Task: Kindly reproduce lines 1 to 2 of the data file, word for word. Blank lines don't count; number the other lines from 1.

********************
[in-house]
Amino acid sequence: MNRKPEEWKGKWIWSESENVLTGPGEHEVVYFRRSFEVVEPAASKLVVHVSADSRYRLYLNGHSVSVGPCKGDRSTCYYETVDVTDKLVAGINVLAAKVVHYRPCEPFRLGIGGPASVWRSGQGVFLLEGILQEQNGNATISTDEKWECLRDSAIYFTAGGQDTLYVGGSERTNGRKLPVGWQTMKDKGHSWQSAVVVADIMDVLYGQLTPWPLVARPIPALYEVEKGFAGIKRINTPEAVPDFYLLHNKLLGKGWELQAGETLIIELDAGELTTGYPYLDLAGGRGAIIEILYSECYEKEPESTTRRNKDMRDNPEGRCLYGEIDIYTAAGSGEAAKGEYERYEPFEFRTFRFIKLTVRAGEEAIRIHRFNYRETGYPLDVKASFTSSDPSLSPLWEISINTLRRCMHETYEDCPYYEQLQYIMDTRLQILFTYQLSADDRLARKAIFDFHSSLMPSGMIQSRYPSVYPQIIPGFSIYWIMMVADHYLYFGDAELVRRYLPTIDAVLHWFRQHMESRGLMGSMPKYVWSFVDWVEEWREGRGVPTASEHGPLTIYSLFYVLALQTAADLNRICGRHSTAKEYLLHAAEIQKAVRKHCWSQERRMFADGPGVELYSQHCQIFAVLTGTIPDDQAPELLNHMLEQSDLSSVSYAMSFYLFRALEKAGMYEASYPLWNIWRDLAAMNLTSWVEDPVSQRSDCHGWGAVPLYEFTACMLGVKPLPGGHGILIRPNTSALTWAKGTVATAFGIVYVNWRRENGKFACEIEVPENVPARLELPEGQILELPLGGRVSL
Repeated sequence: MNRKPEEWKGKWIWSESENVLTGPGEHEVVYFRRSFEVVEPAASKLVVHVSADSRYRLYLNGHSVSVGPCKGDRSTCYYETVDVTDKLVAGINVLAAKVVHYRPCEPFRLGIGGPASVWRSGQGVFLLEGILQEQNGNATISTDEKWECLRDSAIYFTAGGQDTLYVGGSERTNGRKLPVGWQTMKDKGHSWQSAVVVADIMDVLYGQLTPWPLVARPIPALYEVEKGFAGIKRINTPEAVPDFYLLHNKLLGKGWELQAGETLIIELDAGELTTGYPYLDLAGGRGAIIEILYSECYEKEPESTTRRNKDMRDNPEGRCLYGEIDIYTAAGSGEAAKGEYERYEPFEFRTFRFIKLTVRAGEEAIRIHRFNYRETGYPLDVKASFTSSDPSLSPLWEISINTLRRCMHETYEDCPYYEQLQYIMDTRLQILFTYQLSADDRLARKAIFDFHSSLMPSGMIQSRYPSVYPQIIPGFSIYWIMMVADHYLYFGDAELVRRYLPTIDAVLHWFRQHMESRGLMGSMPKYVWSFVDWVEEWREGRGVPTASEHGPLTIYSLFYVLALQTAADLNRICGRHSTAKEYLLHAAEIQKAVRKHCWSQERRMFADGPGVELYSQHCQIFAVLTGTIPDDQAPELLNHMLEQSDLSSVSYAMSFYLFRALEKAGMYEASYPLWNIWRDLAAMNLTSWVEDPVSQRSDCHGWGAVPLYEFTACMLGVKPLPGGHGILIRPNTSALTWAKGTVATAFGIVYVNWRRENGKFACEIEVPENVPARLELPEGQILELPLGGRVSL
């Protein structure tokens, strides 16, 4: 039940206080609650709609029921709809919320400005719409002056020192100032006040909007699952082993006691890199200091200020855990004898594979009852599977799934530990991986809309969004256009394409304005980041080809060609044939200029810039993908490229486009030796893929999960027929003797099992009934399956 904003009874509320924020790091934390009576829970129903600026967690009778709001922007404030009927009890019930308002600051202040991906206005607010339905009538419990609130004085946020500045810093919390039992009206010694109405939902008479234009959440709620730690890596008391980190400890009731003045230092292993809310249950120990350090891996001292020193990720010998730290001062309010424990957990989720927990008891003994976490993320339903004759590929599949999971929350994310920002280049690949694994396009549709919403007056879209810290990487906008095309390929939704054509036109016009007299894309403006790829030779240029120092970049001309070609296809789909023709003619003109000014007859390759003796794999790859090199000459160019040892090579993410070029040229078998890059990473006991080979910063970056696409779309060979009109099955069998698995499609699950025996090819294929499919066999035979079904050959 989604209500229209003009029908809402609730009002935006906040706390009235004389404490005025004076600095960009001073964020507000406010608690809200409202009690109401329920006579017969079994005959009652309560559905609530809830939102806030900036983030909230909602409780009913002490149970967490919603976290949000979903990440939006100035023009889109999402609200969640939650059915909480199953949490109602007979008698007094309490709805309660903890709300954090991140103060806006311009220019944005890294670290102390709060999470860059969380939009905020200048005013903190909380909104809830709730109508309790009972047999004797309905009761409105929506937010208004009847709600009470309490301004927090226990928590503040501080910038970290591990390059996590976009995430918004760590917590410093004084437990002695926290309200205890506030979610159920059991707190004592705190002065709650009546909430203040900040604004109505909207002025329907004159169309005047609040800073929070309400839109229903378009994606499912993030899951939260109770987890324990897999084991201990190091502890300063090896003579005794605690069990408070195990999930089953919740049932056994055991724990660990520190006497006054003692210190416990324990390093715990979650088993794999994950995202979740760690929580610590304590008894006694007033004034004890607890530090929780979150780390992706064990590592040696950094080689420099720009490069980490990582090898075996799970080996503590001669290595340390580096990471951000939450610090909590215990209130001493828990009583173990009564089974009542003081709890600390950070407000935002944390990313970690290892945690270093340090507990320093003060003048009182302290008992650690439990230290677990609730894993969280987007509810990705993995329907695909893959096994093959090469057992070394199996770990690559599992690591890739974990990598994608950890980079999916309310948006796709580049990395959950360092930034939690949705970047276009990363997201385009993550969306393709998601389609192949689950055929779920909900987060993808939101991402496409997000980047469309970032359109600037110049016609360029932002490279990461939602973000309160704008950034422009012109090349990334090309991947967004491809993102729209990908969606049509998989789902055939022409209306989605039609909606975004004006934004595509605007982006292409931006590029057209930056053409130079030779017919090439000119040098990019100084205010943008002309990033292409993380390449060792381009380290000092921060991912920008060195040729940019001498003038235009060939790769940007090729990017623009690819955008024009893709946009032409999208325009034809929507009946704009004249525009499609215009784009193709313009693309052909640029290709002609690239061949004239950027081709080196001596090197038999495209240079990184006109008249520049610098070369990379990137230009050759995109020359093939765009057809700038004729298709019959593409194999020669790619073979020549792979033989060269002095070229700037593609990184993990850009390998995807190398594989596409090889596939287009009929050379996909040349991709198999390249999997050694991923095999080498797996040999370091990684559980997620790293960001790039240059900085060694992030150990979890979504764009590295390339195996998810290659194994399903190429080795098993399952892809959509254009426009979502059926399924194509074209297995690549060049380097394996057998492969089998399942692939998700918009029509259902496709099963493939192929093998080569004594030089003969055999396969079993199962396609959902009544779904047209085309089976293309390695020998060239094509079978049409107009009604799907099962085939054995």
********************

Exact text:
[in-house]
Amino acid sequence: MNRKPEEWKGKWIWSESENVLTGPGEHEVVYFRRSFEVVEPAASKLVVHVSADSRYRLYLNGHSVSVGPCKGDRSTCYYETVDVTDKLVAGINVLAAKVVHYRPCEPFRLGIGGPASVWRSGQGVFLLEGILQEQNGNATISTDEKWECLRDSAIYFTAGGQDTLYVGGSERTNGRKLPVGWQTMKDKGHSWQSAVVVADIMDVLYGQLTPWPLVARPIPALYEVEKGFAGIKRINTPEAVPDFYLLHNKLLGKGWELQAGETLIIELDAGELTTGYPYLDLAGGRGAIIEILYSECYEKEPESTTRRNKDMRDNPEGRCLYGEIDIYTAAGSGEAAKGEYERYEPFEFRTFRFIKLTVRAGEEAIRIHRFNYRETGYPLDVKASFTSSDPSLSPLWEISINTLRRCMHETYEDCPYYEQLQYIMDTRLQILFTYQLSADDRLARKAIFDFHSSLMPSGMIQSRYPSVYPQIIPGFSIYWIMMVADHYLYFGDAELVRRYLPTIDAVLHWFRQHMESRGLMGSMPKYVWSFVDWVEEWREGRGVPTASEHGPLTIYSLFYVLALQTAADLNRICGRHSTAKEYLLHAAEIQKAVRKHCWSQERRMFADGPGVELYSQHCQIFAVLTGTIPDDQAPELLNHMLEQSDLSSVSYAMSFYLFRALEKAGMYEASYPLWNIWRDLAAMNLTSWVEDPVSQRSDCHGWGAVPLYEFTACMLGVKPLPGGHGILIRPNTSALTWAKGTVATAFGIVYVNWRRENGKFACEIEVPENVPARLELPEGQILELPLGGRVSL